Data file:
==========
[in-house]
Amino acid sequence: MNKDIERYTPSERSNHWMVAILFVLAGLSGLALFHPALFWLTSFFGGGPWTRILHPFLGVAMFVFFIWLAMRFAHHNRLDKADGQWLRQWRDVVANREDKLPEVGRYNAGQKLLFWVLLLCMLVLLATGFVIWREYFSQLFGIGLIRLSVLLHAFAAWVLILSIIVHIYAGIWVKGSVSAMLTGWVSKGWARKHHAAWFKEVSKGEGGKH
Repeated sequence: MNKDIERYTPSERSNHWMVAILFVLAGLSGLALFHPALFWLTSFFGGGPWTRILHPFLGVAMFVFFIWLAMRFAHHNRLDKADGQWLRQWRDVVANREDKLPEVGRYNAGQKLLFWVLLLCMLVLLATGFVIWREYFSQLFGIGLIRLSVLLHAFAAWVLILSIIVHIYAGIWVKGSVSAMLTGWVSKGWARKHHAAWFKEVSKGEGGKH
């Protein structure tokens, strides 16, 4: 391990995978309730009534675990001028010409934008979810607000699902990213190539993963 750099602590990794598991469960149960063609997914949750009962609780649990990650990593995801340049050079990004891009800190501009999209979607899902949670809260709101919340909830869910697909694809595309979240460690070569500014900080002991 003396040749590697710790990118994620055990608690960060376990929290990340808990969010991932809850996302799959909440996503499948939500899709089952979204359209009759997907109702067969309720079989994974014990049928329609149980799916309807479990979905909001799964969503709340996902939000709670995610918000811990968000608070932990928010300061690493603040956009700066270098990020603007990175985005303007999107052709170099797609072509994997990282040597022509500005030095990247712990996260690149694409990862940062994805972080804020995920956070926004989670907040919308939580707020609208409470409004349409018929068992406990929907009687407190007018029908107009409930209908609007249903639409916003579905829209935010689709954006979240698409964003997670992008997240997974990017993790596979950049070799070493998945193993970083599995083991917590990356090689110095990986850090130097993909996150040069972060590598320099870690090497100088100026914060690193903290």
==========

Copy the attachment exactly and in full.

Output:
[in-house]
Amino acid sequence: MNKDIERYTPSERSNHWMVAILFVLAGLSGLALFHPALFWLTSFFGGGPWTRILHPFLGVAMFVFFIWLAMRFAHHNRLDKADGQWLRQWRDVVANREDKLPEVGRYNAGQKLLFWVLLLCMLVLLATGFVIWREYFSQLFGIGLIRLSVLLHAFAAWVLILSIIVHIYAGIWVKGSVSAMLTGWVSKGWARKHHAAWFKEVSKGEGGKH
Repeated sequence: MNKDIERYTPSERSNHWMVAILFVLAGLSGLALFHPALFWLTSFFGGGPWTRILHPFLGVAMFVFFIWLAMRFAHHNRLDKADGQWLRQWRDVVANREDKLPEVGRYNAGQKLLFWVLLLCMLVLLATGFVIWREYFSQLFGIGLIRLSVLLHAFAAWVLILSIIVHIYAGIWVKGSVSAMLTGWVSKGWARKHHAAWFKEVSKGEGGKH
């Protein structure tokens, strides 16, 4: 391990995978309730009534675990001028010409934008979810607000699902990213190539993963 750099602590990794598991469960149960063609997914949750009962609780649990990650990593995801340049050079990004891009800190501009999209979607899902949670809260709101919340909830869910697909694809595309979240460690070569500014900080002991 003396040749590697710790990118994620055990608690960060376990929290990340808990969010991932809850996302799959909440996503499948939500899709089952979204359209009759997907109702067969309720079989994974014990049928329609149980799916309807479990979905909001799964969503709340996902939000709670995610918000811990968000608070932990928010300061690493603040956009700066270098990020603007990175985005303007999107052709170099797609072509994997990282040597022509500005030095990247712990996260690149694409990862940062994805972080804020995920956070926004989670907040919308939580707020609208409470409004349409018929068992406990929907009687407190007018029908107009409930209908609007249903639409916003579905829209935010689709954006979240698409964003997670992008997240997974990017993790596979950049070799070493998945193993970083599995083991917590990356090689110095990986850090130097993909996150040069972060590598320099870690090497100088100026914060690193903290």